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ARP 285

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#1 Mike7Mak

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Posted 05 January 2013 - 05:28 AM

Well can't blame the Moon for this one but conditions continue to be a challenge. Seeing is still ragged and I've seen more stars under the full Moon.

I have to say though I'm pretty impressed with the OAG given the radical difference between the PHD graph at 1800mm and 700mm. The graph excursions 'look' so much worse I can't believe the stars I'm getting. Even though they are bloated from the seeing they're still relatively round.

This pair is ARP 285. Minimal processing, just some sharpening of the galaxies, 70% bin, and no star tweaking what-so-ever.

27 x 3 minutes

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#2 Mike7Mak

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Posted 05 January 2013 - 05:51 AM

Here's a couple crummy shots of the OAG...

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#3 Mike7Mak

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Posted 05 January 2013 - 05:52 AM

And...

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#4 Mike7Mak

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Posted 06 January 2013 - 12:52 AM

I managed to grab a couple hours right after sunset before the clouds rolled in tonight. Conditions seem to be improving. Tightest guiding so far with the OAG.

This is ARP 74.
Posted Image

Here's a couple more I collected over the last few days. Kinda marginal but thanks to StarTools I was able to make them somewhat 'presentable'.

ARP 243
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ARP 270
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#5 Peter in Reno

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Posted 06 January 2013 - 01:11 AM

It's perfectly normal for PHD graph to look worse at longer focal length. It's because the unit is in pixels instead of arcsecs. PHD has no idea what's the image scale of your camera/scope setup.

I am willing to bet that if it was converted to arcsecs based on the image scale of the guide camera/scope, the graph would look better at longer focal length using OAG as opposed to shorter focal length guide scope.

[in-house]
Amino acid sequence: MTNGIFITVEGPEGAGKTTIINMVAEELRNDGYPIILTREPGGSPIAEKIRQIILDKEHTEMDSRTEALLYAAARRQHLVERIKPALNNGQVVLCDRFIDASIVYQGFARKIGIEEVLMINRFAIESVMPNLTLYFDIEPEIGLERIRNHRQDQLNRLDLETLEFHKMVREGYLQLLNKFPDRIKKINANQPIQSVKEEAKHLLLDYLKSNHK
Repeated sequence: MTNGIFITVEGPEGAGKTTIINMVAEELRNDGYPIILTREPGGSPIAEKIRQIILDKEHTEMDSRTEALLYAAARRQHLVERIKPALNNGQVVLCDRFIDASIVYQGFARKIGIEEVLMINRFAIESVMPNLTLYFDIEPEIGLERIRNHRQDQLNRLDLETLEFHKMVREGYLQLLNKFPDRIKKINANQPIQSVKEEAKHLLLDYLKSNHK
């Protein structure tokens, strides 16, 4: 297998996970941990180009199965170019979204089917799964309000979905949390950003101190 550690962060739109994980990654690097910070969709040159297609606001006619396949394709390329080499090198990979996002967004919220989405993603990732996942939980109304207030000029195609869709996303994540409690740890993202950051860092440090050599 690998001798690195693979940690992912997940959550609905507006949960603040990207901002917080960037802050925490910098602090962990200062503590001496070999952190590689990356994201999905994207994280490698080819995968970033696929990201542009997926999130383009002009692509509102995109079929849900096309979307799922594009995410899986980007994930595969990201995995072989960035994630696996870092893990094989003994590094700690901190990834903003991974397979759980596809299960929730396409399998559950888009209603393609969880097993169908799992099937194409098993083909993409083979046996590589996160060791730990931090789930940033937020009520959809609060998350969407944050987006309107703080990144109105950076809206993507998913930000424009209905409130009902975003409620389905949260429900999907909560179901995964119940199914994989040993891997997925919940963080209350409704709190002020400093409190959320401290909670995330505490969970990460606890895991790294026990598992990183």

Excellent images and guiding!!! OAG is the best way to get round stars.

Peter

#6 Mike7Mak

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Posted 06 January 2013 - 02:52 AM

Hi Peter thanks.

Yes I understand why, but I have to admit I haven't done more than a ballpark estimation with CCDcalc. The DSIpro2 on the 70mm piggyback refractor runs about 2.5 arc/sec pix and through the Mak 7" w/OAG at 1800mm it's around 1 arc/sec pix.

Sooo let's see, with the refractor I average .20 to .35 RMS in PHD pixels. Tonight through the OAG I was running around .65 to .85 RMS. That seems reasonable although I'm not up for quantifying the actual improvement, or lack thereof. :)

#7 rigel123

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Posted 06 January 2013 - 09:14 AM

Looks like a nice, neat setup Mike! The images are very encouraging given the skies you have been imaging under. I really need to get off the beaten path a bit and try some objects like these!

#8 dickbill

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Posted 06 January 2013 - 10:21 AM

Good job.
Mine oag is the orion, i don't use it much because it's so hard to find a guide star. I wish the'd put some sort of bigger mirror to increase the field of view. To me, a flip mirror with a central hole big enough to illuminate a 1 cm X 1 cm (~1/2 inch) chip would be ideal.

#9 CounterWeight

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Posted 06 January 2013 - 12:41 PM

Mike - very cool, love these images you are putting up, you are the groups Arpster' !

#10 Mike7Mak

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Posted 06 January 2013 - 03:28 PM

Good job.
Mine oag is the orion, i don't use it much because it's so hard to find a guide star. I wish the'd put some sort of bigger mirror to increase the field of view. To me, a flip mirror with a central hole big enough to illuminate a 1 cm X 1 cm (~1/2 inch) chip would be ideal.

Thanks for checking them out guys.